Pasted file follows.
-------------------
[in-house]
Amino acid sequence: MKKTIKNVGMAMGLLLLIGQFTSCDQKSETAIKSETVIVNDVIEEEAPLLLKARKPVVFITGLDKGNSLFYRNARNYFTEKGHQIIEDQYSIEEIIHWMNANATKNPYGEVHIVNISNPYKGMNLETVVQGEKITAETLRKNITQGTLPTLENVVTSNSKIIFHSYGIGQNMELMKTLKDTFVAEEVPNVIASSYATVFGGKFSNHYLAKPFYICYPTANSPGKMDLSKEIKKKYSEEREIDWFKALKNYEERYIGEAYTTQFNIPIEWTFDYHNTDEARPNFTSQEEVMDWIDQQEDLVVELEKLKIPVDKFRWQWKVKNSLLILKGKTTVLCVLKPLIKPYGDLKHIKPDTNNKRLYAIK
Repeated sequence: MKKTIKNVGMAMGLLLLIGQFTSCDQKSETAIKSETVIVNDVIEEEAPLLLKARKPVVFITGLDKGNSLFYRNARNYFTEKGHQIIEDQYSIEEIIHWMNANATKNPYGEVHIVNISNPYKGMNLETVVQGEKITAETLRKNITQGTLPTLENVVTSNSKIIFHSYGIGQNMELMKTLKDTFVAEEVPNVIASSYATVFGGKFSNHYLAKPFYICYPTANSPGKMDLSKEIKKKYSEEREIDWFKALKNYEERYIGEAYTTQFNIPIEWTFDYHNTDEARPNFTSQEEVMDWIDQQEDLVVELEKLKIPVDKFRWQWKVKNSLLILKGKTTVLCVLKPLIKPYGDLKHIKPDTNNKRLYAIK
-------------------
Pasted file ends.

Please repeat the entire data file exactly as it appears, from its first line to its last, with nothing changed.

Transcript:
[in-house]
Amino acid sequence: MKKTIKNVGMAMGLLLLIGQFTSCDQKSETAIKSETVIVNDVIEEEAPLLLKARKPVVFITGLDKGNSLFYRNARNYFTEKGHQIIEDQYSIEEIIHWMNANATKNPYGEVHIVNISNPYKGMNLETVVQGEKITAETLRKNITQGTLPTLENVVTSNSKIIFHSYGIGQNMELMKTLKDTFVAEEVPNVIASSYATVFGGKFSNHYLAKPFYICYPTANSPGKMDLSKEIKKKYSEEREIDWFKALKNYEERYIGEAYTTQFNIPIEWTFDYHNTDEARPNFTSQEEVMDWIDQQEDLVVELEKLKIPVDKFRWQWKVKNSLLILKGKTTVLCVLKPLIKPYGDLKHIKPDTNNKRLYAIK
Repeated sequence: MKKTIKNVGMAMGLLLLIGQFTSCDQKSETAIKSETVIVNDVIEEEAPLLLKARKPVVFITGLDKGNSLFYRNARNYFTEKGHQIIEDQYSIEEIIHWMNANATKNPYGEVHIVNISNPYKGMNLETVVQGEKITAETLRKNITQGTLPTLENVVTSNSKIIFHSYGIGQNMELMKTLKDTFVAEEVPNVIASSYATVFGGKFSNHYLAKPFYICYPTANSPGKMDLSKEIKKKYSEEREIDWFKALKNYEERYIGEAYTTQFNIPIEWTFDYHNTDEARPNFTSQEEVMDWIDQQEDLVVELEKLKIPVDKFRWQWKVKNSLLILKGKTTVLCVLKPLIKPYGDLKHIKPDTNNKRLYAIK